- The Washington Times - Saturday, April 11, 2009

ANNAPOLIS | Maryland lawmakers gave final approval Friday to a plan to place speed cameras in highway work zones and within a half-mile of schools across the state.

The House of Delegates voted 94-41 in favor of the bill, which would authorize a $40 citation to motorists who drive 12 miles per hour or more over the posted speed limit in camera-monitored zones. Drivers will have the right to challenge the tickets in court and will not be penalized with points on their driver’s licenses.

Supporters of the measure, which expands a pilot program already in place in Montgomery County, say it is necessary to protect children and state workers and will better enforce speeding laws.

“A law is a law. It’s not a law when just a police officer is around. It’s a law 24 hours a day,” said Doyle L. Nieman, Prince George’s Democrat.

Critics say the cameras are an intrusion on privacy rights and are nothing more than a tool to generate revenue for state and local governments.

“Freedom’s not lost in one fell swoop, it’s lost one camera at a time,” said Michael D. Smigiel Sr., Cecil Republican.

On the House floor, opponents of the bill were rejected over a dozen times in attempts to amend the bill to limit its scope. Tony McConkey, Anne Arundel Republican, offered an amendment to ensure the special license tags of General Assembly members were also ticketed.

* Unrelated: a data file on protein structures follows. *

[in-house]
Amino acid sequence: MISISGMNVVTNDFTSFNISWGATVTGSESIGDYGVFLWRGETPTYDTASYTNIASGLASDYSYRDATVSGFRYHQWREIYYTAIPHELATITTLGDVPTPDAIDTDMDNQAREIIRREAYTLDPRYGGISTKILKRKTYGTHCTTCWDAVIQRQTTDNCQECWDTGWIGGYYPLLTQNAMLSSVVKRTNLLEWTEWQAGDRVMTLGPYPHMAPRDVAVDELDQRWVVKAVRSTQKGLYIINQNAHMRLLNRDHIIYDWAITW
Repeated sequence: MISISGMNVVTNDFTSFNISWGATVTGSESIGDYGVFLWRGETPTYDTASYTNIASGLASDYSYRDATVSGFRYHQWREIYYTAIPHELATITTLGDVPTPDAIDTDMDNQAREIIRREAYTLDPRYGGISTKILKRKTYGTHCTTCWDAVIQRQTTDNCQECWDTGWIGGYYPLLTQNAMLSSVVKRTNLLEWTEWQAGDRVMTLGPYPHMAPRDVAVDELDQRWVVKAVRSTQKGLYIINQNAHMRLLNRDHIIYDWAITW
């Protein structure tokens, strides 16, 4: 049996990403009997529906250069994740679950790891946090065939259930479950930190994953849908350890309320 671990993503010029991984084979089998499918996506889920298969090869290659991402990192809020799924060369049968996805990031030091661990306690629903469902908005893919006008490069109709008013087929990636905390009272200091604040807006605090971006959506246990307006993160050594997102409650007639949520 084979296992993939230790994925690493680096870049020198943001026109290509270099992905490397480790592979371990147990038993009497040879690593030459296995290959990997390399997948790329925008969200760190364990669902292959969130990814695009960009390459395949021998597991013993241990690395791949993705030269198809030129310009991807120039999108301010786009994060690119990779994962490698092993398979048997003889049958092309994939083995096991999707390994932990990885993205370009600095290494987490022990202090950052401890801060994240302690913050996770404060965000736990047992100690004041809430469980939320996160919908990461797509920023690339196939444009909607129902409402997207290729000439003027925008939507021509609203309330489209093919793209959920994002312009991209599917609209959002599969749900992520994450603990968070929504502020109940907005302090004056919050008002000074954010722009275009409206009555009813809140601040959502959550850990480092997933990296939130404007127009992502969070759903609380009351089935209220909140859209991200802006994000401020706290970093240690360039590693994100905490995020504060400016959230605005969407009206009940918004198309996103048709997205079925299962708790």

“There’s a feeling of unfairness toward this law. I feel this law should apply to everybody,” said Mr. McConkey. Supporters of the bill said that there was no evidence to assume assembly members’ vehicles would be excluded, and the amendment was rejected by a vote of 85-34.

Other opponents said the bill amounted to a new tax on driving.

“This is nothing more than a money grab, it’s not a safety bill at all,” said Kevin Kelley, Allegany Democrat.

Tanya T. Shewell, Carroll Republican, pointed out that signs will warn drivers they are entering a speed camera zone, and a speed trailer will show how fast they are traveling. She said those who still speed deserve to be ticketed.

“I think you have to be pretty dumb not to change your behavior if you had all of that warning,” she said.

Gov. Martin O’Malley, a Democrat, supports speed cameras and originally wanted speed cameras in residential areas. A Senate committee amended the bill so the cameras would only be allowed in work zones, but the bill was later changed to include schools.

Last week, the bill was rejected by a single vote on the floor of the Senate until Senate President Thomas V. Mike Miller Jr. offered to reconsider the bill a day later. Mr. Miller, Prince George’s Democrat, and three other senators changed their votes, allowing the legislation to pass and move to the House.

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